James Larkin was born in Irish slums and hard to work hard for his family as a boy, before he had a family of his own. He learnt about the need for decent labor terms in his formative years when he should have been in school acquiring formal education. The young man was skilled, talented and hardworking. Read more: Jim Larkin | Wikipedia
The labor system was very oppressive and exploitation of workers was at an all-time high. Labor unions were not as strong as they should have been and trade unionists faced frequent and obvious litigation and policing. However, Big Jim, as his legend has him called by modern day trade unionists, joined the National Union of Dock Laborers (NUDL).
Big Jim probably realized that he had deep set socialist inclinations when he was at the NUDL. As a member, he turned out to be very influential among the ranks and organized very abrasive labor strikes.
Some of the officials at the NUDL passive his methods to be too militant and raised an alarm. James Larkin was sent Dublin in a bid by the Union to calm the tension that he had caused.
Big Jim’s Dream
As a full-time trade unionist, Jim desired to make Ireland an ideal place for any worker. His most popular quote was, ‘’A fair day’s work for a fair day’s pay.’’ Ireland was not his biggest obstacle in championing for some tenets on which he had resolved not to compromise. He felt that they NUDL was too timid to pursue those tenets and decided to found the Irish Transport and General Workers’ Union (ITGWU). Through the new union, which he had formed, Jim agitated for;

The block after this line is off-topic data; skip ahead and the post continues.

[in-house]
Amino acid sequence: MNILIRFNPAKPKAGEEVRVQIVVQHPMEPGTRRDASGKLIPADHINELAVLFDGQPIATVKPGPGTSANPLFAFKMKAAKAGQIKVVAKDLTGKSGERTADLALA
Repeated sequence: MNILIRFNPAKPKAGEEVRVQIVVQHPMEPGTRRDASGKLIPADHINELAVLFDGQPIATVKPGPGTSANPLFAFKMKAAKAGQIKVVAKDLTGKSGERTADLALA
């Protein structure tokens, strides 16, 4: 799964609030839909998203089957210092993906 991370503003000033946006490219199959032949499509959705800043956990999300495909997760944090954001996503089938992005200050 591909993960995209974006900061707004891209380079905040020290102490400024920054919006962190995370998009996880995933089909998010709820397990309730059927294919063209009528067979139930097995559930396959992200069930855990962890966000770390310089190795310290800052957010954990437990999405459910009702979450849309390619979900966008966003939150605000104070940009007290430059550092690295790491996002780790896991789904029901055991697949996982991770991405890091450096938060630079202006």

- Compulsory arbitration courts
- Eight hours of legal working hours for laborers with paid extra-time
- Employment opportunities for all skilled and unskilled laborers
- Pensions for laborers who turn 6o years old while on the job
- Adult suffrage for the Irish in the United Kingdom
- Nationalization of transportation channels like canals and railways
James Larkin got into a lot of trouble defending the rights of workers. His time at the helm of the ITGWU saw him organize the biggest strike of his career that involved 100,000 workers who absconded work for over seven months.
The strike won laborers the right to fair employment. However, it got him into legal and strategic problems that forced him to travel to the United States to seek funds and support against the oppressive British.
He later got deported to the heart of Britain after staying in prison for three years. His imprisonment had resulted from his socialist and trade union activities.
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